How does one heal from a broken heart? How does one recover when a trusted friend stabs you in the back or a loved one hurts you so deeply?
Though it’s incredibly difficult, we must step into the other person’s shoes in order to see exactly where they are coming from; this is helpful to find compassion. From that place of compassion, we ask:
- Can I give up the belief that I was victimized?
- Can I let go the notion that I was wronged?
- What happens if I surrender wanting to be right?
- Can I let go of the hurt and the desire for the situation to be different?
- Can I accept this person exactly as they are?
- Can I be true to the hurt I feel?
If we can, we find compassion, forgiveness and freedom. By doing so, we do not justify or excuse their actions, but we see things from the high road, without the illusion of pain. We all have our junk—our insecurities, our false beliefs, and our illusions of the way the world is or should be.
Hurting people hurt people
If we can see with compassion, that hurting people hurt people, we slowly forgive hurtful behavior and see that it most likely had nothing to do with us, and everything to do with them. They may even be acting out a cycle of hurt that they have had in their past by someone they trusted and loved.
Seeing clearly, we then allow ourselves time to grieve the loss and find compassion for ourselves, to invite in healing. The more layers of grief we shed, the closer we are to forgiveness and freedom. The wounded space in our hearts can cry, it can grieve, but then we must surrender the need to be right and the desire for things to be different. We need to be conscious to stop the cycle of hurt and not act it out on others, while we take the time to grieve.
When we do this, we very gently let the person go and we let the situation and pain go, as we move forward with an open heart. Although we may want to build walls around our hearts to not get hurt anymore, we need to resist that impulse and understand that closing off will prevent healing and deter love from coming our way. It’s when we open to love that it surrounds us.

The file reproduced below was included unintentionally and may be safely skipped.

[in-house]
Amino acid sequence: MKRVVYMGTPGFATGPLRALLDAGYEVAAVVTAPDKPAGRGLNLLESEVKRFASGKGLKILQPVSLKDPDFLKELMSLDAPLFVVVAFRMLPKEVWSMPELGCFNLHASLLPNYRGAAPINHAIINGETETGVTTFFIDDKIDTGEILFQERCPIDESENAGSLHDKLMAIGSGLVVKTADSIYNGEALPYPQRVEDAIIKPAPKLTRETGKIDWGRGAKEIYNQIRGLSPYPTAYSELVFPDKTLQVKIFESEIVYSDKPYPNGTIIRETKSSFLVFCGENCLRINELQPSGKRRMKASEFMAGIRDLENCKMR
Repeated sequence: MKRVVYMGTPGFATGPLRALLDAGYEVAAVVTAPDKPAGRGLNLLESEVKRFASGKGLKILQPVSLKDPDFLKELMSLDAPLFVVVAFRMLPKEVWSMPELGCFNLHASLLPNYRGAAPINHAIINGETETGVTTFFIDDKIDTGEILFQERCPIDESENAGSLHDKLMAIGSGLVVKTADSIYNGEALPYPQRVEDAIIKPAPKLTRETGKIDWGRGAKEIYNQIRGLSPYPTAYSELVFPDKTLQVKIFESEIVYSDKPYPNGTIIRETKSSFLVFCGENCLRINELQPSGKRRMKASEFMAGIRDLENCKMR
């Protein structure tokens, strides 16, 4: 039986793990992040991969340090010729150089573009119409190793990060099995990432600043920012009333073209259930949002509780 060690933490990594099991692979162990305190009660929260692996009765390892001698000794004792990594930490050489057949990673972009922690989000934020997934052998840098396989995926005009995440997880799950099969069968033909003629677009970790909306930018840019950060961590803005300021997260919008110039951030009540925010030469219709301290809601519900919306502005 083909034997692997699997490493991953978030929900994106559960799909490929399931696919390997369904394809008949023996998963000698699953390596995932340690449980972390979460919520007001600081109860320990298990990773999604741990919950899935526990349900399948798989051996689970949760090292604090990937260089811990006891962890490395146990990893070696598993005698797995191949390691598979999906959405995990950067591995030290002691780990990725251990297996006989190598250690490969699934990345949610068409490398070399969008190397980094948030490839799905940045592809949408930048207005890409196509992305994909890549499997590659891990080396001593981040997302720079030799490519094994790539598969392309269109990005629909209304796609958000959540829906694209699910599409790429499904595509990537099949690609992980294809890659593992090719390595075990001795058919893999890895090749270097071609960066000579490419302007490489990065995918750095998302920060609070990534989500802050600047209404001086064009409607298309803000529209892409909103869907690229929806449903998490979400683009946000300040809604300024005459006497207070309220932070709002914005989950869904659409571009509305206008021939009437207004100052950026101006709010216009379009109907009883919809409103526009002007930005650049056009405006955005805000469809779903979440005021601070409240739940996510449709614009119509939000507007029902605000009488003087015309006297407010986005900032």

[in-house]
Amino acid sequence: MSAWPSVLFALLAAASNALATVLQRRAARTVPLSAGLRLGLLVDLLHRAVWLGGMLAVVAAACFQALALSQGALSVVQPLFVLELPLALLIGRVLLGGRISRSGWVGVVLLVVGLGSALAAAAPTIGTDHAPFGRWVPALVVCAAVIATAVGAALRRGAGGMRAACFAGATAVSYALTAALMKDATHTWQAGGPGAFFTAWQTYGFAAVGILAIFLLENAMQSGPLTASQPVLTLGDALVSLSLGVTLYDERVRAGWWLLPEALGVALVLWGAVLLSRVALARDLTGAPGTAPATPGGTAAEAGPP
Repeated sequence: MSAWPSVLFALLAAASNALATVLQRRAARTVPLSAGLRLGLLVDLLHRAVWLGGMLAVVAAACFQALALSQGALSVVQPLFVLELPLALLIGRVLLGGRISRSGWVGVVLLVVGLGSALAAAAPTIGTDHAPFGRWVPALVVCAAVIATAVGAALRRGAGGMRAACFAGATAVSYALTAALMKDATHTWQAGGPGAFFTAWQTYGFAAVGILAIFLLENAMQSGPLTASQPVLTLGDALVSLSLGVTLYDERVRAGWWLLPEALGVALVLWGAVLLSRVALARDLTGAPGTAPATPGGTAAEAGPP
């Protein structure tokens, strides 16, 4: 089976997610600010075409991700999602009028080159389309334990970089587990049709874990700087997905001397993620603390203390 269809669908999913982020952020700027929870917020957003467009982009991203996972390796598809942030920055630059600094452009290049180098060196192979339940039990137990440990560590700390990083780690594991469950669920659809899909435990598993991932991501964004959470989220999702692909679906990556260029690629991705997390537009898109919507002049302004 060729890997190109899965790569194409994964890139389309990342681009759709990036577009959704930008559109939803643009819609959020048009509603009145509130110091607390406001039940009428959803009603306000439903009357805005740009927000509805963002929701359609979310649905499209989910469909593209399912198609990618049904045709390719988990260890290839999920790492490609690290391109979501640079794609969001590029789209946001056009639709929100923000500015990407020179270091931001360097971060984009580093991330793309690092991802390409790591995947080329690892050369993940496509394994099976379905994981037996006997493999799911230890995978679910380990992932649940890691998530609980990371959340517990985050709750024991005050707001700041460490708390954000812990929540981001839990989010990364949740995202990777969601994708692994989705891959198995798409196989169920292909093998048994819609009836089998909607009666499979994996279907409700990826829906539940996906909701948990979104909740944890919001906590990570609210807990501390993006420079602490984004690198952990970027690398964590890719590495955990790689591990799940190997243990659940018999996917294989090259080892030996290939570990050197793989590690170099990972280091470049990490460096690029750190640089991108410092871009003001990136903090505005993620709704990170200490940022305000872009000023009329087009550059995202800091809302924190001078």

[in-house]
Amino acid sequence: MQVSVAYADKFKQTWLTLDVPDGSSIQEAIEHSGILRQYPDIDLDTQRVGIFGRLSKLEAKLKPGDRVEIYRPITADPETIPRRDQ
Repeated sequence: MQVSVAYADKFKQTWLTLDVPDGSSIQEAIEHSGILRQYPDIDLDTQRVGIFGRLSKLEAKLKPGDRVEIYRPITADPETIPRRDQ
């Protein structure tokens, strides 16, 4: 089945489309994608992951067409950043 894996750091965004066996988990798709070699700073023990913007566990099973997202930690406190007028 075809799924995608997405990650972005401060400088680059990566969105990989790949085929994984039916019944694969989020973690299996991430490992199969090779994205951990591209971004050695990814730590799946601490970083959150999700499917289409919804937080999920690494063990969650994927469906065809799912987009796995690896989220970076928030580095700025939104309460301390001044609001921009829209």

We see that this experience happened because it happened and there is a lesson there for us. We can choose to let go of victim mode and forgive so that we may be free.
Forgiveness is for, not for them.
We work to forgive to ease our pain. Forgiveness is for you, not for them. Pain dissipates and our broken hearts slowly heal with compassion, forgiveness and time.
It’s important to see, too, that this person may not even know they broke your heart, because they are so wrapped up in their hurt. If we step back and allow that to be okay, accepting it just as it is, we can take a giant step toward our own healing and peace. If we allow ourselves to mourn the loss of what was once a great and trusted friendship or love that brought us much joy, we do not dismiss that or push it away, and are true to what we feel. We experience fully what we feel, but don’t get hooked into creating more hurt or pain with thoughts of not being good enough or self-loathing.
What we need to do next in these situations is accept this change in the relationship and move on. We can steer clear of this person, remove their negativity from our lives and open our hearts to new friendships, using the past to teach us to be better versions of ourselves. We choose to let this person go and surrender the control they have over us.
The choice is always ours.
We can let go of the hurt. We can heal. We can choose to be happy instead of defeated. We can move forward and build quality relationships. We choose to forgive. We choose freedom. The choice is ours.